by Dan Balow
I returned home two days ago after spending a week with publishers in the city of Accra, Ghana representing Media Associates International (www.littworld.org). The Ghana Publisher’s Forum included about thirty people from both Christian and general trade publishers, gathering for sixteen topical sessions over four days on subjects as wide ranging as Developing a Strong Publishing Program to Human Resource Management.
Last fall, I had the privilege of meeting 200 publishing people from 50 countries at the LittWorld 2012 conference in Kenya, organized by MAI.
This month, Ramon Rocha and I presented material separately and together. He is the director of MAI’s training programs. As former CEO of OMF Literature in Manila, Philippines, Ramon led them from 1997-2008 to become that nation’s largest Christian publishing house. He was the founding chair of MAI-Asia, offering training and consultation to publishing leaders and authors in 11 countries, including China, Burma, Thailand, Vietnam, Cambodia, Indonesia and others. He authored The Christian Publisher: Strong in the Storm in the Expand Your LittWorld series (MAI).
The Ghana organizer of last week’s event, Lawrence Darmani is both a publisher and author of many books, including Grief Child, which received the important Commonwealth Writer’s Prize as the best first book from Africa in 1992. For a long time, that title was required reading in Ghana public schools.
The most interesting aspect of publishing in developing countries is that the authors and publishers of books are not separate and distinct groups or process. Most publishers actually have many of their authors working for them. As in Lawrence’s case, he continues to write books as well as manage the publishing company he owns.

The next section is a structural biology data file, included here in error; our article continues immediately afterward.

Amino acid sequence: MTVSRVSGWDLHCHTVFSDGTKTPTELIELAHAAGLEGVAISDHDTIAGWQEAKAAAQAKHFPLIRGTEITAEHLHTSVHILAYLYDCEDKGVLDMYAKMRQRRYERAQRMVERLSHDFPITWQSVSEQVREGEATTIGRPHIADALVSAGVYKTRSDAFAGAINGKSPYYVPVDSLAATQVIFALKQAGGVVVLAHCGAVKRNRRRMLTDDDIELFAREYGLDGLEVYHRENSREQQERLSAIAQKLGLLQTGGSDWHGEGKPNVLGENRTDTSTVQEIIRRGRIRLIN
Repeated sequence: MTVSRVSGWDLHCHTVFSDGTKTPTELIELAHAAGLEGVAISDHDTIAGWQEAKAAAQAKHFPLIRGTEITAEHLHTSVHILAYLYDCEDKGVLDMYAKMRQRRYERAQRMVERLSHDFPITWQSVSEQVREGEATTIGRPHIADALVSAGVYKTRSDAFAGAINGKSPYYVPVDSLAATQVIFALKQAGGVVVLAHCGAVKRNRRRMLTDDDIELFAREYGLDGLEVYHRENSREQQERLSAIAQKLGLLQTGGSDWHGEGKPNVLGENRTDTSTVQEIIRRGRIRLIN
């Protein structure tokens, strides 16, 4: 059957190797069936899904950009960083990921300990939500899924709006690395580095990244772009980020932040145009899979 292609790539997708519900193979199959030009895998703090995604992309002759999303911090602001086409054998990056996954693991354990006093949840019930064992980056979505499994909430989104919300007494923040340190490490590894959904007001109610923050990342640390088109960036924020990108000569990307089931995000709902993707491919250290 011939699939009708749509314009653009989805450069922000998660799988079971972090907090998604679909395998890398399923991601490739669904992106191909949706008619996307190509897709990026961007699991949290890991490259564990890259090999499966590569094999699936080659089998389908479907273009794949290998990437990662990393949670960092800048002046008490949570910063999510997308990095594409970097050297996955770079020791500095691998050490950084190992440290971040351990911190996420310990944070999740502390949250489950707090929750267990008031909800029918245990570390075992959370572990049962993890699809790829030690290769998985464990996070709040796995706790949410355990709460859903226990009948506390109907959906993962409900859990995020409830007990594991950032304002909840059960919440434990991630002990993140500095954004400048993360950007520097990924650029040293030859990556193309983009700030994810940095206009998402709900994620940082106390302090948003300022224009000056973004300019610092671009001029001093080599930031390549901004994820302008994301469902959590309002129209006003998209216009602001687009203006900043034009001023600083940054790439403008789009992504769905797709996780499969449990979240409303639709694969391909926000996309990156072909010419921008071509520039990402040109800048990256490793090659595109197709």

Copyright piracy is a problem in many countries. In one session last week, a publisher mentioned that one customer purchased copies of a book from them, then scanned and printed their own edition so they could make more money. There was some legal recourse for the original publisher, but it was a very difficult process. (I used the word “Yikes” in response to hearing this and had to explain to the attendees what that meant!)
Every country around the world is unique when it comes to selling books. For instance, in Ghana, the largest customers for most publishers are the public schools. Online and digital sales are in their infancy, with a test program underway called World Reader, funded by private donations and the United Nations, supplying under-privileged schools with pre-loaded Kindles for the student’s use. Each unit has 100 titles loaded on it, with 20% being Western classics and 80% of the content coming from African writers.
Ghana is an educated and majority Christian country. Gaining their independence in 1957 from England, they are different from many of their neighboring countries in Africa in that they are a stable democracy. However, pray for them this week, because on Thursday, August 29, the Supreme Court of Ghana is expected to rule on an issue that could overturn their 2012 Presidential election. (Think 2000 in the U.S.) Peaceful transfer of power is a cornerstone of any democracy and Ghanaians are praying that the population will accept the high court’s ruling without incident. Both candidates are pleading with the population for calm and stating that they will accept the court ruling regardless.
People care about books and reading all around the world. Authors in Ghana have similar concerns to those in Greensboro. If you think about it today, pray for Christian writers around the world as they write to disciple Christ-followers and be voices of God’s grace to unbelievers.